Glazers revive plans for partial flotation of Manchester United in Singapore
Manchester United owners, the Glazer family, have revived plans to float a substantial stake of the club on the Singapore stock exchange before August, according to the Sunday Times.
The controversial American owners, who took the club private after they bought it in a deal that valued it at £790million in 2005, first touted the idea in 2010, but unstable market conditions soon put paid to their plans.
But now with the markets improving, the Glazers are reportedly ready to go ahead with the move which would see them list between 25 and 30 per cent of the club's shares in the hope of raising as much as £600million.
Credite Suisse, who the Glazers initially approached to handle the initial public offering (IPO), could be drafted back in to facilitate the move which could help to establish a true market value for the club, reduce debt and realise cash for use within the business or elsewhere.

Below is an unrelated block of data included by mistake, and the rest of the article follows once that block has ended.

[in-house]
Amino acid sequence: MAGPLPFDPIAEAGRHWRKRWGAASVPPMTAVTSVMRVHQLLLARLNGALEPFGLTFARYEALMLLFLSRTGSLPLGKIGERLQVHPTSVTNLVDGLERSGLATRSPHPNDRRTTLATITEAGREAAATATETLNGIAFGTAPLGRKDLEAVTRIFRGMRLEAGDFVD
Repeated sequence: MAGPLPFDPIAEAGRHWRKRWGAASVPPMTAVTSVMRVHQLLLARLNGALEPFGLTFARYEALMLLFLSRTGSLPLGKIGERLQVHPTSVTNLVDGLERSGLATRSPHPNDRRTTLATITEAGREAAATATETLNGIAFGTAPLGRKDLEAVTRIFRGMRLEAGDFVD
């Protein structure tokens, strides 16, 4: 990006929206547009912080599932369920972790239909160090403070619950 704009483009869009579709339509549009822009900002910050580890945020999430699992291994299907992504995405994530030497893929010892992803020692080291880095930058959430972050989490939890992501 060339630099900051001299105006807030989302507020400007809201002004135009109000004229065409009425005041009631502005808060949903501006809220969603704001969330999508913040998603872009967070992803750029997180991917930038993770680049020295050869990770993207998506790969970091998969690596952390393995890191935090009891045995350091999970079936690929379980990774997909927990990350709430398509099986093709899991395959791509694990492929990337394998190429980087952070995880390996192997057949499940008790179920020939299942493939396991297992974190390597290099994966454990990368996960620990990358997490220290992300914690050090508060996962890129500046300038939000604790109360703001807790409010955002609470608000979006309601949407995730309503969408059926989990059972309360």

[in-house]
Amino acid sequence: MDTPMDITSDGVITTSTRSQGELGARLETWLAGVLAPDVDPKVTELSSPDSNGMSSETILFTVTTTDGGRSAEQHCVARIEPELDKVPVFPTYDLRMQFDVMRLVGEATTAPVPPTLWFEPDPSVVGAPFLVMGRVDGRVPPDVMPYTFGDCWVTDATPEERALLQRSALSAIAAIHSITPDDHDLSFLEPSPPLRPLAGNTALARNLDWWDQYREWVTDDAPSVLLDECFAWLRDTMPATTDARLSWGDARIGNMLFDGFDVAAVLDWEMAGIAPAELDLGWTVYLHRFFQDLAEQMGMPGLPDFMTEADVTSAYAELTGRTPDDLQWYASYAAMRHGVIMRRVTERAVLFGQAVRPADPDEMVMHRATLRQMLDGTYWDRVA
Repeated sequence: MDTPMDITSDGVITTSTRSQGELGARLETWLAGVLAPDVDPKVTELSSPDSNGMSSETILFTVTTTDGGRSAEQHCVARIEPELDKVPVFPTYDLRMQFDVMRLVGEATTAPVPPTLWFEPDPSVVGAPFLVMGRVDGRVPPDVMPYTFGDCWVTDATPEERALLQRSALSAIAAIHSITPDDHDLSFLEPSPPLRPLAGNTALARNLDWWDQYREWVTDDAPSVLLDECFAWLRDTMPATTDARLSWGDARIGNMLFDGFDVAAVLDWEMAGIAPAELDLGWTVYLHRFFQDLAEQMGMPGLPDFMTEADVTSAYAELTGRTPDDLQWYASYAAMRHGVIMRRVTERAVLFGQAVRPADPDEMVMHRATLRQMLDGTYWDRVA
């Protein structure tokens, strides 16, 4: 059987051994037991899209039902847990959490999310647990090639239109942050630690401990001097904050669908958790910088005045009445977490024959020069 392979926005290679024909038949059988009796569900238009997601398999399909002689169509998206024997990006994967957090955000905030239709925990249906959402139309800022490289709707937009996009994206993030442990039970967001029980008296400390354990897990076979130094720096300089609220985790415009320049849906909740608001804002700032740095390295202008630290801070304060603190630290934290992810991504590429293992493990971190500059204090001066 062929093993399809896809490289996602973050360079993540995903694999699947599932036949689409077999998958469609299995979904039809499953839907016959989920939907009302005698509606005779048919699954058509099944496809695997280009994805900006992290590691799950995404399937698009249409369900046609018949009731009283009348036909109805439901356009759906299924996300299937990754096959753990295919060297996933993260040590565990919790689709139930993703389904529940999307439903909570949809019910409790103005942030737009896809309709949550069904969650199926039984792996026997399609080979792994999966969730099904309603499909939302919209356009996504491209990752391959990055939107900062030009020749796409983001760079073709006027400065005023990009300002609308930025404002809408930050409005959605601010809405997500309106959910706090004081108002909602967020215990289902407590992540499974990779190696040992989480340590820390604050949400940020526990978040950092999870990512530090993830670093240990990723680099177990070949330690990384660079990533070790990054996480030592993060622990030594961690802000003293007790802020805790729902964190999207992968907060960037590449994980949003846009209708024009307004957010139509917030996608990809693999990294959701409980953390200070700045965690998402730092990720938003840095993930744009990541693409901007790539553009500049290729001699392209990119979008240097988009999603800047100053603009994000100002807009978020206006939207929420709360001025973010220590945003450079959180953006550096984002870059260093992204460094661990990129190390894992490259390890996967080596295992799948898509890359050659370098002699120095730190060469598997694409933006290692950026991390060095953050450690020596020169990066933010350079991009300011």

The Premier League champions carry about £500million in bond debt, acquired in 2010 when the Glazers launched a bond issue to pay off existing loans taken out to help in the leveraged buyout.
But the club's chief executive, David Gill, has stated on numerous occasions that it can easily absorb the £45m-a-year interest payments attached to the bond, despite fans' protests that the money could be better used in strengthening Sir Alex Ferguson's playing squad.
One school of thought is that the Glazers are looking to use the proceeds of an IPO to repay some of the bond debt while there is also the small matter of the £225m high-interest, payment-in-kind (PIK) hedge fund loans they paid off in 2010.
It has never been revealed where the Glazers found the money to pay off the loans which accrued interest of 16.25 per cent, with some believing the part flotation is a necessity to cover the money raised in order to settle that PIK debt.